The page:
High suburban fertility: evidence from four northern European countries
Hill Kulu, University of Liverpool
Paul J. Boyle, University of St Andrews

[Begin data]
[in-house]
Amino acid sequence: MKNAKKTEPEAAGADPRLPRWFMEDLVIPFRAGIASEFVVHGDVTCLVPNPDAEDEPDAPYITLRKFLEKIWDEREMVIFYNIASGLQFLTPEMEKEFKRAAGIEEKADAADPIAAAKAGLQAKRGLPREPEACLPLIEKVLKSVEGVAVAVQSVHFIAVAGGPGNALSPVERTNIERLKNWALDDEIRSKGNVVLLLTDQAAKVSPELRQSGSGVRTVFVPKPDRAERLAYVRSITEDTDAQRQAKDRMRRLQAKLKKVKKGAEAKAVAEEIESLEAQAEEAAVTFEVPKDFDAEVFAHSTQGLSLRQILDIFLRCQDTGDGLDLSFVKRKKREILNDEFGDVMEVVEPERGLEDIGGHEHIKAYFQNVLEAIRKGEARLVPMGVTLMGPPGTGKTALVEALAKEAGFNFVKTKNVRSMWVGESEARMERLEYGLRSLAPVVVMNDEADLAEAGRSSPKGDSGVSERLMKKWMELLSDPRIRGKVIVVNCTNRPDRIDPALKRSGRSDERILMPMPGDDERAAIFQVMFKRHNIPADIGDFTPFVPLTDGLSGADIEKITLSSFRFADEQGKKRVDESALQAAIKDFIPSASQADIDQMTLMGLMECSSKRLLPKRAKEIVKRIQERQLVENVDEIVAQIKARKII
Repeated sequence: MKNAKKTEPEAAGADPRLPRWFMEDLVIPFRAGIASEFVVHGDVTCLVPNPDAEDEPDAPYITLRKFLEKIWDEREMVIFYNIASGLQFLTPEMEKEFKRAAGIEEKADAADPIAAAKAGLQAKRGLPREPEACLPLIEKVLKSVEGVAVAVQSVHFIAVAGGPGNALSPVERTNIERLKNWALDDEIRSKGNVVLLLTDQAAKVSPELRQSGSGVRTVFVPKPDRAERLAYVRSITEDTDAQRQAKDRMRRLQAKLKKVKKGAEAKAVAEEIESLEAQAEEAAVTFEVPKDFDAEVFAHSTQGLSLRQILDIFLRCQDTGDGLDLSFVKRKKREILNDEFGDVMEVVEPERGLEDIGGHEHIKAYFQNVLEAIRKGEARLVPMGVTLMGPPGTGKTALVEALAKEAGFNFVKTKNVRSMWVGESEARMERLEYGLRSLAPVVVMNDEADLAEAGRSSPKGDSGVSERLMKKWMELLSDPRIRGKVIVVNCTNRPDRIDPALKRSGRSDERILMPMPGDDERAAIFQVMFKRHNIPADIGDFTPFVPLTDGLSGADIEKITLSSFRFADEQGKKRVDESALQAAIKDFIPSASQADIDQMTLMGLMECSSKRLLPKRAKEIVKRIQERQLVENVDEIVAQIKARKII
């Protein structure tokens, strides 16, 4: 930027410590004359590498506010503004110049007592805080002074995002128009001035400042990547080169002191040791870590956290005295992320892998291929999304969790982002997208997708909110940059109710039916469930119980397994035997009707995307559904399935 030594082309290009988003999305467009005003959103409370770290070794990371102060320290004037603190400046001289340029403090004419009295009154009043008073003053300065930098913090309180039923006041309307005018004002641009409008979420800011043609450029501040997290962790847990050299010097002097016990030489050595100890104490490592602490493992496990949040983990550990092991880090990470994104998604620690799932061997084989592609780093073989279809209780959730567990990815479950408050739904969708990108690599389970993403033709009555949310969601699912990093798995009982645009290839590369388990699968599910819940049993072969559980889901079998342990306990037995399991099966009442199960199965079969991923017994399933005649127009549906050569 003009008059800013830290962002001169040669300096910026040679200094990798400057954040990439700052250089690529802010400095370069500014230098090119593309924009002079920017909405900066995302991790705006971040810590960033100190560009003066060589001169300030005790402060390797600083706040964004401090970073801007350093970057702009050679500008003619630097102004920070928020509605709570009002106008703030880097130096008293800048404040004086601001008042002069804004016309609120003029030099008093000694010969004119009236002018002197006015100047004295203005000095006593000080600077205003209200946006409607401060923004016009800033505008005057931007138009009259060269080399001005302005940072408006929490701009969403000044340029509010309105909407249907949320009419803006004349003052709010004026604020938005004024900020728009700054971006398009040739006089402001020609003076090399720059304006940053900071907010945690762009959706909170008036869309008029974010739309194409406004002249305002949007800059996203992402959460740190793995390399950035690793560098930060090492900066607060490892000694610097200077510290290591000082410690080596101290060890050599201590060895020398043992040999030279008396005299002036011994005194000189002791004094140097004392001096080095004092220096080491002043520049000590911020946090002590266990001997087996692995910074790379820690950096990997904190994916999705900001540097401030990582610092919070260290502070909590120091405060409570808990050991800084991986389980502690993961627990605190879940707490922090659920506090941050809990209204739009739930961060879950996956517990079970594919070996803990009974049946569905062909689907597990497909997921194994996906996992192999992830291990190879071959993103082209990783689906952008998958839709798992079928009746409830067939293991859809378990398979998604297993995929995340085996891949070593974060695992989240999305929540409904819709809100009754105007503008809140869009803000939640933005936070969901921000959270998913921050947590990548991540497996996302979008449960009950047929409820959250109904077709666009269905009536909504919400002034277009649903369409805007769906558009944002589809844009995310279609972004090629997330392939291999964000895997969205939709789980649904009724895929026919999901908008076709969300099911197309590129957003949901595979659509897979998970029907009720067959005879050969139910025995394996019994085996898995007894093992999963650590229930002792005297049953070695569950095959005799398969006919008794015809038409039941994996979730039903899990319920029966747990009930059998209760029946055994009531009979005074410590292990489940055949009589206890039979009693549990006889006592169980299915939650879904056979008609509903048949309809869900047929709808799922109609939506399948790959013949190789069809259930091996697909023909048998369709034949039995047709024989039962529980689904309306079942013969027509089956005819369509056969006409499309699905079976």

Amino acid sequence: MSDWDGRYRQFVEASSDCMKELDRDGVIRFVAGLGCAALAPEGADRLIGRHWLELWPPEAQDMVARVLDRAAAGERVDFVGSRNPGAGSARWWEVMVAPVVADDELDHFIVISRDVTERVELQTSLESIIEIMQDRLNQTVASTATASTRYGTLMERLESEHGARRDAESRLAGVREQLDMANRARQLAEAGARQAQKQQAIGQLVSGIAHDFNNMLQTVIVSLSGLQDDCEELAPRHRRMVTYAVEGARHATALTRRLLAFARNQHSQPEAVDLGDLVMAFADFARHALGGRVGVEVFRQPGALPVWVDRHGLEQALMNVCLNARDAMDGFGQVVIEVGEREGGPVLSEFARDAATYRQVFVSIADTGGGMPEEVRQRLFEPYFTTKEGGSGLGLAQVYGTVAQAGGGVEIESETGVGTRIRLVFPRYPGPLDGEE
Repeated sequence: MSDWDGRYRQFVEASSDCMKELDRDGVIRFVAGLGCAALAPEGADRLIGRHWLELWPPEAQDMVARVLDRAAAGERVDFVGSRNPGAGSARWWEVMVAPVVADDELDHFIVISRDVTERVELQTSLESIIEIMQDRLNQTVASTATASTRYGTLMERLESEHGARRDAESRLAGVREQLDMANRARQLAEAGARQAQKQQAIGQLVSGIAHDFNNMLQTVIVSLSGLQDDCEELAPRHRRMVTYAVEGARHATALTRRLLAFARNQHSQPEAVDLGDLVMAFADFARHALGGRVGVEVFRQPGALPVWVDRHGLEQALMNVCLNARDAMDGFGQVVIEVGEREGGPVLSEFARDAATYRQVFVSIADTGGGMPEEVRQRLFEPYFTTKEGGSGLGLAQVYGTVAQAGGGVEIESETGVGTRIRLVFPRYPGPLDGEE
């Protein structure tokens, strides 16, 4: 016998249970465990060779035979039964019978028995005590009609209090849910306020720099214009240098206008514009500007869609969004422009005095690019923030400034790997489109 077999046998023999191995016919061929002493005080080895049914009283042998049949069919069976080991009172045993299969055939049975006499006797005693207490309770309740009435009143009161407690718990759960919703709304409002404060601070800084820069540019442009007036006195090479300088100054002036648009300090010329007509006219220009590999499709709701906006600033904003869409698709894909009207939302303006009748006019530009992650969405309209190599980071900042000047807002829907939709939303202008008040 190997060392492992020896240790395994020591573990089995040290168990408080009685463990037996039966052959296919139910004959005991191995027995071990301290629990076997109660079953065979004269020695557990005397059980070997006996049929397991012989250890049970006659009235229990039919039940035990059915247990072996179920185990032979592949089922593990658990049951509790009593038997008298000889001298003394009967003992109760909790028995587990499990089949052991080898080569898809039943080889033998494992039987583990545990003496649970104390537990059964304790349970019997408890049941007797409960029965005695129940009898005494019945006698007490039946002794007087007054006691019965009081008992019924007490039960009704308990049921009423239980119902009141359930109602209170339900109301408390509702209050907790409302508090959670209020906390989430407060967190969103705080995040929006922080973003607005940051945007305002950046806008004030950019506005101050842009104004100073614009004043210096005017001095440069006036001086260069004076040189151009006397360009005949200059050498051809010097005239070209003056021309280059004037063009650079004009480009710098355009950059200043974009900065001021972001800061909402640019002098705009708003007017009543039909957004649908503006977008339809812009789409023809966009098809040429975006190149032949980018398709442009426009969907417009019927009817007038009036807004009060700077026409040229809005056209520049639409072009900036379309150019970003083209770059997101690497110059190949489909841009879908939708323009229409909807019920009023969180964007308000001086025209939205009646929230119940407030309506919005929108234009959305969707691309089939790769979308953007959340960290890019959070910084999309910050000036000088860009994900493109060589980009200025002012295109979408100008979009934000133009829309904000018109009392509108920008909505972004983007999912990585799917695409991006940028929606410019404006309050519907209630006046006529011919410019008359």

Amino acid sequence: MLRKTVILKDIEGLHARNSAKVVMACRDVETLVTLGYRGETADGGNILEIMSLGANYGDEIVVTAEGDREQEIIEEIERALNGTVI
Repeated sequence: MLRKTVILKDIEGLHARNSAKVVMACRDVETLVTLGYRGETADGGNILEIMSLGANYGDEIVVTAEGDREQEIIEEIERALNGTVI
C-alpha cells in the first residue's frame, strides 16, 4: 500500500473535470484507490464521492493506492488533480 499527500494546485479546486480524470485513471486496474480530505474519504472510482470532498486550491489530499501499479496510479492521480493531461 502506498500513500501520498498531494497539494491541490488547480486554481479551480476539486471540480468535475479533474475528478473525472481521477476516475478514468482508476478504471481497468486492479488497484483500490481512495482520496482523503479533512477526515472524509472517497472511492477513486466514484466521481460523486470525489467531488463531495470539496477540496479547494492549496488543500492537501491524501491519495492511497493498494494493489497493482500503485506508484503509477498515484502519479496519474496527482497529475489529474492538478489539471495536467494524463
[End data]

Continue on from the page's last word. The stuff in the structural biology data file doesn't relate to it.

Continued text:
This study examines fertility variation across different residential contexts in four Northern European countries: Denmark, Finland, Norway and Sweden. We move beyond the conventional urban-rural focus of most previous studies by distinguishing between urban centres and suburbs of cities and towns. Our analysis shows that fertility levels are significantly higher in suburbs than in urban centres; this pattern has persisted over the past quarter of a century for all four countries. A parity-specific analysis of Swedish data reveals that total fertility varies between central cities and suburbs due to the relatively high first- and second-birth propensities in the suburbs. Further analysis shows that fertility variation between the central cities and suburbs persists after controlling for women’s socioeconomic characteristics. We discuss the role of various factors in accounting for high suburban fertility including omitted individual characteristics, contextual factors and selective residential moves of couples planning to have a child.